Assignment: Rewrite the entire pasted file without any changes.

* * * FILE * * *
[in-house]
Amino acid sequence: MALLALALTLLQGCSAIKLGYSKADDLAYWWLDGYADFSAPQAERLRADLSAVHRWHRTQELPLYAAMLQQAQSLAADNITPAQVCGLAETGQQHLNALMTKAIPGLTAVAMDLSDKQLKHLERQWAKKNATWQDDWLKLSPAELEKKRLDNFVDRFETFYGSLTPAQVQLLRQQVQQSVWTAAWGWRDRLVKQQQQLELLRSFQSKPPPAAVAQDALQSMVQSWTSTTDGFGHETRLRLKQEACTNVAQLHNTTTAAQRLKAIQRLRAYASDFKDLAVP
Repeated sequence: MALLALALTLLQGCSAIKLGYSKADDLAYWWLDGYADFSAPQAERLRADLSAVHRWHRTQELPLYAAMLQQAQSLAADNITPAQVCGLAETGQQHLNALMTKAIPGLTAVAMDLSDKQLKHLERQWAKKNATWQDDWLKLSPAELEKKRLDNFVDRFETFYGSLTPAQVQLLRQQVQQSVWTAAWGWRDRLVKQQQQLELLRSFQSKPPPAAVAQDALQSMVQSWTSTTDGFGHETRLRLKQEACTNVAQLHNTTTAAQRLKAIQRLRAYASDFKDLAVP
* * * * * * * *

[in-house]
Amino acid sequence: MALLALALTLLQGCSAIKLGYSKADDLAYWWLDGYADFSAPQAERLRADLSAVHRWHRTQELPLYAAMLQQAQSLAADNITPAQVCGLAETGQQHLNALMTKAIPGLTAVAMDLSDKQLKHLERQWAKKNATWQDDWLKLSPAELEKKRLDNFVDRFETFYGSLTPAQVQLLRQQVQQSVWTAAWGWRDRLVKQQQQLELLRSFQSKPPPAAVAQDALQSMVQSWTSTTDGFGHETRLRLKQEACTNVAQLHNTTTAAQRLKAIQRLRAYASDFKDLAVP
Repeated sequence: MALLALALTLLQGCSAIKLGYSKADDLAYWWLDGYADFSAPQAERLRADLSAVHRWHRTQELPLYAAMLQQAQSLAADNITPAQVCGLAETGQQHLNALMTKAIPGLTAVAMDLSDKQLKHLERQWAKKNATWQDDWLKLSPAELEKKRLDNFVDRFETFYGSLTPAQVQLLRQQVQQSVWTAAWGWRDRLVKQQQQLELLRSFQSKPPPAAVAQDALQSMVQSWTSTTDGFGHETRLRLKQEACTNVAQLHNTTTAAQRLKAIQRLRAYASDFKDLAVP